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Huron East passes amendments to official plan

By Justin Prince

Note: This story was originally published in the Seaforth Huron Expositor.

Huron East municipal council has passed a large amendment to its official plan after more than a year of discussions and debates.

The changes will affect areas such as agriculture and development in urban settlements, as well as how properties can be divided for use in all wards. The updates were adopted by the municipality through Official Plan Amendment No. 8 during a public meeting at council May 17. Overall, 14 different areas had changes or revisions made in the plan. Council’s adoption of the updated plan is the second-last step needed to complete, what has been a 15-month process so far.

The revisions were made to the official plan to make it consistent with the policies of both the Ontario government and the county. Prior to the amendments, the strategic plan had not had “a good cover-to-cover update” since its creation in 2003 according to Huron County senior planner, Claire Dodds.

“The Planning Act directs municipalities every five years to look and see if (its policies) need to be updated or not,” said Dodds after the public meeting. “We decided that because of the changes to the provincial and county policies that we needed a pretty significant update.”

Dodds explained the most significant changes are being driven by the province by both the 2014 Provincial Policy Statement – which sets guidelines and requirements for the decisions made by communities across Ontario – and updates to its Planning Act. They were also made to keep up with the county’s official plan as well as the municipality’s land requirements for its 20-year arrangement.

One of the more significant changes to the plan includes the removal of the minimum distance required between a surplus house severed off of a farm property and a barn capable of holding livestock on a neigbouring lot. Dodds explained that before the change, one of the decision-making factors to approving the creation of a new lot was how close the house was to any barns as well as how big it was. It will still apply if a barn is on any retained land that is not going with the severed lot.

“Depending on the size of the livestock barn and the livestock type, those distances can often be quite large,” said Dodds. “Now on a going forward basis, when we permit surplus dwelling severances, we don’t have to run that calculation with that house being severed and the lot being created … that makes it easier to sever surplus dwellings from farms.”

The amendments also set new regulations for development within its hamlets. Some of those changes include setting new standards for developing subdivisions and condominiums, allowing homeowners to have a rental unit inside their house and removing a separation distance rule for group homes to correspond with the Ontario Human Rights Code.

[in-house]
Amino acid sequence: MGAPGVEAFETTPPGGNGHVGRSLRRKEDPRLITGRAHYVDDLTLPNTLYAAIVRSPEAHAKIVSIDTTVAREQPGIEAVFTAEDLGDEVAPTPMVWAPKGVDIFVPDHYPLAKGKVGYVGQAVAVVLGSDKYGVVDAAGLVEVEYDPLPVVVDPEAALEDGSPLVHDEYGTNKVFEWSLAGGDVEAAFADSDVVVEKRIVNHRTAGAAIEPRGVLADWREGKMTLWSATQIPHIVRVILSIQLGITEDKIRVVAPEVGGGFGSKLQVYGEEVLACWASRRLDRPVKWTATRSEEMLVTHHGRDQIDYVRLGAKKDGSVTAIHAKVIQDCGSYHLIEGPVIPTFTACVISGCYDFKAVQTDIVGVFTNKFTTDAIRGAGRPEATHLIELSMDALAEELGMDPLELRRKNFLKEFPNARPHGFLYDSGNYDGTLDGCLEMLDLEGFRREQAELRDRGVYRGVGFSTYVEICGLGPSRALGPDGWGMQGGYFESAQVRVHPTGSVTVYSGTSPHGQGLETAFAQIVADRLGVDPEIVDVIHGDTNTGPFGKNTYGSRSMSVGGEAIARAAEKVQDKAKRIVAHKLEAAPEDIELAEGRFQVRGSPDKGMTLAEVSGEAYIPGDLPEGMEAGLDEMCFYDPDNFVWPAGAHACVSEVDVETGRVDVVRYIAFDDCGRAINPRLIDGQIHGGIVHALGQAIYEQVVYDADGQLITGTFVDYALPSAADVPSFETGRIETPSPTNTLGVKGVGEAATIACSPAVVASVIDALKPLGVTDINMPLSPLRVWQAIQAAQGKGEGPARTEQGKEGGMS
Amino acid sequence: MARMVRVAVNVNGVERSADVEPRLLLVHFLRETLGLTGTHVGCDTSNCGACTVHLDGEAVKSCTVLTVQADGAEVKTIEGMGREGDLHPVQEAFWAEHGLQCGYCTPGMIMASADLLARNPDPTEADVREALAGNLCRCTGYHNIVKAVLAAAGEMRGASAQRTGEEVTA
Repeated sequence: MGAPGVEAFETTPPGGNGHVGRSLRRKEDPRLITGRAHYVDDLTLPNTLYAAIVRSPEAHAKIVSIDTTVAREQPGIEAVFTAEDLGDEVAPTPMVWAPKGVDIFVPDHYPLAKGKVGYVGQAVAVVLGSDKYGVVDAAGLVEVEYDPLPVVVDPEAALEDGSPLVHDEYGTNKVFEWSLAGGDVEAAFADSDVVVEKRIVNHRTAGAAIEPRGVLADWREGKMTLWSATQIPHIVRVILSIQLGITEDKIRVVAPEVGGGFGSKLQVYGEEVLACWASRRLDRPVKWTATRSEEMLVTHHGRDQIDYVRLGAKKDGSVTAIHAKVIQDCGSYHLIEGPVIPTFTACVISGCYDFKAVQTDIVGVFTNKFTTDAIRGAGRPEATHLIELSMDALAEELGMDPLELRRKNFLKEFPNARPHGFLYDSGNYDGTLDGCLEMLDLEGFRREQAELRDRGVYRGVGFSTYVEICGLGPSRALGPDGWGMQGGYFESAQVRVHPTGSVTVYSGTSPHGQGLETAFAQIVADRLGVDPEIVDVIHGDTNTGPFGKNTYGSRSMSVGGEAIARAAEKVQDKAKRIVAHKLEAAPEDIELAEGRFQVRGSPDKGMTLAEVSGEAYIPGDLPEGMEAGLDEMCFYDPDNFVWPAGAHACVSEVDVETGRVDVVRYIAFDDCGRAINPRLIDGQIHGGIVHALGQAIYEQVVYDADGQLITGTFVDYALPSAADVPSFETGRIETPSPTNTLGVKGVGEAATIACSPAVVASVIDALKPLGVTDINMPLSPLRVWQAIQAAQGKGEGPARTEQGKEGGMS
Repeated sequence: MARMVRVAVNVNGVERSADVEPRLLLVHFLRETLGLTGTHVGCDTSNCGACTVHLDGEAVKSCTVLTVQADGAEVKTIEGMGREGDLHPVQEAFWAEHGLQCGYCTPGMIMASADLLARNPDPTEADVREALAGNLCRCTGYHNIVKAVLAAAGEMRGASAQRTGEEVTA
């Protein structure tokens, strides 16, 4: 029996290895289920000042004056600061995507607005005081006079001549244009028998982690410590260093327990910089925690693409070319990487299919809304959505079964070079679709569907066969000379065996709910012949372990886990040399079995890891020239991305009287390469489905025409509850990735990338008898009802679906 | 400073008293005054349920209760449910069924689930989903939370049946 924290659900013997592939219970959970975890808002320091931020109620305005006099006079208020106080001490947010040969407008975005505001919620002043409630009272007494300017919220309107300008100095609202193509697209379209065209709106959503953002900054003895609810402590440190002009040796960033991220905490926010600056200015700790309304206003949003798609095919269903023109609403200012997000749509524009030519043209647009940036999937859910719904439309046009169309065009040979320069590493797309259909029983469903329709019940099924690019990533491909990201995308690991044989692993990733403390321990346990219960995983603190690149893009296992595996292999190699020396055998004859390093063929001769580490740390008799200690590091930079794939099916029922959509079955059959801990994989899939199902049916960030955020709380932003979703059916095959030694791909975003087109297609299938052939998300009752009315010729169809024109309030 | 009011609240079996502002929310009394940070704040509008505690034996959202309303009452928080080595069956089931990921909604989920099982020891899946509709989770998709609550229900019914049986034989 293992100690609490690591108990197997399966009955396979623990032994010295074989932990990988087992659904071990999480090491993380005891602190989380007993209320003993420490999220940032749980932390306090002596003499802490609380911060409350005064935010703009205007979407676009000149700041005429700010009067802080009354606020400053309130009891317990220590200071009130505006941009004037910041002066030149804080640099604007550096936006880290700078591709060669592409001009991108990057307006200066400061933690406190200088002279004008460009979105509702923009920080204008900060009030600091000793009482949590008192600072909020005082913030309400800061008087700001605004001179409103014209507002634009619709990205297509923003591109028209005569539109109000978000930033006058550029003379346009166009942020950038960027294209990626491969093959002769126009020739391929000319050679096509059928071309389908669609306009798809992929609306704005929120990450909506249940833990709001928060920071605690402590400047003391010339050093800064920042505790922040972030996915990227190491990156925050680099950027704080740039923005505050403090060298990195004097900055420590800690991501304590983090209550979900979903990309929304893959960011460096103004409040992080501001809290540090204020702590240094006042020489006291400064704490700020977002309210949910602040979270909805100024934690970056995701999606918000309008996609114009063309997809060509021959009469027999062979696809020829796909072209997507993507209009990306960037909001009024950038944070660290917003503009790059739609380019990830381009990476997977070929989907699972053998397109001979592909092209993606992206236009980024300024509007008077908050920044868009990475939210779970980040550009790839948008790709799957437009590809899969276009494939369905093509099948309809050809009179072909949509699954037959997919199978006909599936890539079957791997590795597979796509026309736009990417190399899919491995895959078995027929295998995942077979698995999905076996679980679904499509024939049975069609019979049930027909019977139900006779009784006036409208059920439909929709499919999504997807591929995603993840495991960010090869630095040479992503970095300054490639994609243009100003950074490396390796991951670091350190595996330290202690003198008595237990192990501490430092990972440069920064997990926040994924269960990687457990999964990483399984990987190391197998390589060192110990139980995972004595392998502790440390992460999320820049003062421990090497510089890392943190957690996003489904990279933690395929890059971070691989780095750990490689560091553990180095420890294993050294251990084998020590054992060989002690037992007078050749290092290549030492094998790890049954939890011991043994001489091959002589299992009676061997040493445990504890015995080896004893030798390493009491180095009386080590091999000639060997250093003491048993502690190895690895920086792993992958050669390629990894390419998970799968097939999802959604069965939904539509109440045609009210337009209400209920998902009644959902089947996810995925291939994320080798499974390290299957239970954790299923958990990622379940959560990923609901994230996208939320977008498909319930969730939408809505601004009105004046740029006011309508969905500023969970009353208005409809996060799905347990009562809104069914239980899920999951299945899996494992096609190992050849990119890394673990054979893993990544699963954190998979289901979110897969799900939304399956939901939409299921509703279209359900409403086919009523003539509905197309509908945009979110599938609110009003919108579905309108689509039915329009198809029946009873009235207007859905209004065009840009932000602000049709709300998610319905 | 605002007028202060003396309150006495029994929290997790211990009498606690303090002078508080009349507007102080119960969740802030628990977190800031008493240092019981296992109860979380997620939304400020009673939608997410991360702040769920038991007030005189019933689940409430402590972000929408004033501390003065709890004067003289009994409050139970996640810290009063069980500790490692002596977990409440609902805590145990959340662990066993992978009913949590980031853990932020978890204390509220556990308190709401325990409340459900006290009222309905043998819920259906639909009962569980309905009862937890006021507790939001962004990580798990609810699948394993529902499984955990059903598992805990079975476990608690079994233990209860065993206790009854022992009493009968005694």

Huron East will also now have the option to split 150-acre farm lots into 50 and 100-acre properties community wide. As well, it will have the ability to recreate 75-acre lots on Canada Company Road in McKillop Ward.

“The blocks north and south on Canada Company Road in the ward are only one mile through as compared to most being 1 1/4 miles. This made it difficult to meet the 94-acre retained parcels of land requirement for Huron East’s policies for severances in the area,” said McKillop Ward Coun. Brenda Dalton, who noted the size of the lots are unique compared to other townships in an emailed response. “This change will go back to recognizing the original 75-acre parcels to comply with the severance policy.”

Another significant amendment made to the plan includes allowing a variety of new uses for agricultural land. The updates will allow for agriculture-industrial-commercial operations and other on-farm diversified uses. It also has added framework to allow secondary uses for wineries, such as allowing them to add a restaurant on-site. The amendment also adds recognition to agritourism – tourism generated by farms or ranches – as being a growing industry in the province.

“I think we’re well positioned to have growth in our on-farm diversified uses,” said Dodds to council. “There’s a lot of impressive innovation happening in our agricultural community. Having these policies where we can let some of these uses grow and develop on ourfarms I think is going to really position Huron East well economically in the future.”

Dodds said the adopted plan will be going to Huron County’s Committee of the Whole for review. The plan will then be voted on for approval by county council sometime in June.

Anyone interested in reading the full list of amendments can go to

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